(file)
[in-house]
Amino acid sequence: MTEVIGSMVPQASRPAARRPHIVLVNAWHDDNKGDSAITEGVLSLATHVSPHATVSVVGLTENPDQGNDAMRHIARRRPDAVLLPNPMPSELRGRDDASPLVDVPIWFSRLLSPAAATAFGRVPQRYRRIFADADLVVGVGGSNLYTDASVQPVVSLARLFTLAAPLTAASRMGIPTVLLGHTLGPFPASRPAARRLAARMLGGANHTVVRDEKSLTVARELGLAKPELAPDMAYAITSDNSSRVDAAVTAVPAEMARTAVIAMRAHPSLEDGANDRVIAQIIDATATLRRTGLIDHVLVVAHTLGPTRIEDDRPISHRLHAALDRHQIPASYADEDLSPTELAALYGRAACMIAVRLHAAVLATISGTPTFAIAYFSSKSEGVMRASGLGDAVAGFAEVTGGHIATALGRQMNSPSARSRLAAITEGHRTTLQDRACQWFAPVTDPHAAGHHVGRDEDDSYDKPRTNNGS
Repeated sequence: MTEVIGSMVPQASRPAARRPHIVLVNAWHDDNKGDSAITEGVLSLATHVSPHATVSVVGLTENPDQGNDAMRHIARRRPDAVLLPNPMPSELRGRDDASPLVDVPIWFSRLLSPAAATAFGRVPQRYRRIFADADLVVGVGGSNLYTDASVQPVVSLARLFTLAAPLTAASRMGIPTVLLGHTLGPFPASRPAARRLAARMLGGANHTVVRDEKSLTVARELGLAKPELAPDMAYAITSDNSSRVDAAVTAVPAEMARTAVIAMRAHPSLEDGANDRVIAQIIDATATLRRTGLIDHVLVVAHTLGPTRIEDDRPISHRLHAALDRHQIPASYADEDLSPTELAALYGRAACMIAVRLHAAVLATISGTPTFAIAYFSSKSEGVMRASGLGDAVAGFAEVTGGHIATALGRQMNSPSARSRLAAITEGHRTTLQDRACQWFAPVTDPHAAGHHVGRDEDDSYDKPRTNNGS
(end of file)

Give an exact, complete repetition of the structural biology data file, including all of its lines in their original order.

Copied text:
[in-house]
Amino acid sequence: MTEVIGSMVPQASRPAARRPHIVLVNAWHDDNKGDSAITEGVLSLATHVSPHATVSVVGLTENPDQGNDAMRHIARRRPDAVLLPNPMPSELRGRDDASPLVDVPIWFSRLLSPAAATAFGRVPQRYRRIFADADLVVGVGGSNLYTDASVQPVVSLARLFTLAAPLTAASRMGIPTVLLGHTLGPFPASRPAARRLAARMLGGANHTVVRDEKSLTVARELGLAKPELAPDMAYAITSDNSSRVDAAVTAVPAEMARTAVIAMRAHPSLEDGANDRVIAQIIDATATLRRTGLIDHVLVVAHTLGPTRIEDDRPISHRLHAALDRHQIPASYADEDLSPTELAALYGRAACMIAVRLHAAVLATISGTPTFAIAYFSSKSEGVMRASGLGDAVAGFAEVTGGHIATALGRQMNSPSARSRLAAITEGHRTTLQDRACQWFAPVTDPHAAGHHVGRDEDDSYDKPRTNNGS
Repeated sequence: MTEVIGSMVPQASRPAARRPHIVLVNAWHDDNKGDSAITEGVLSLATHVSPHATVSVVGLTENPDQGNDAMRHIARRRPDAVLLPNPMPSELRGRDDASPLVDVPIWFSRLLSPAAATAFGRVPQRYRRIFADADLVVGVGGSNLYTDASVQPVVSLARLFTLAAPLTAASRMGIPTVLLGHTLGPFPASRPAARRLAARMLGGANHTVVRDEKSLTVARELGLAKPELAPDMAYAITSDNSSRVDAAVTAVPAEMARTAVIAMRAHPSLEDGANDRVIAQIIDATATLRRTGLIDHVLVVAHTLGPTRIEDDRPISHRLHAALDRHQIPASYADEDLSPTELAALYGRAACMIAVRLHAAVLATISGTPTFAIAYFSSKSEGVMRASGLGDAVAGFAEVTGGHIATALGRQMNSPSARSRLAAITEGHRTTLQDRACQWFAPVTDPHAAGHHVGRDEDDSYDKPRTNNGS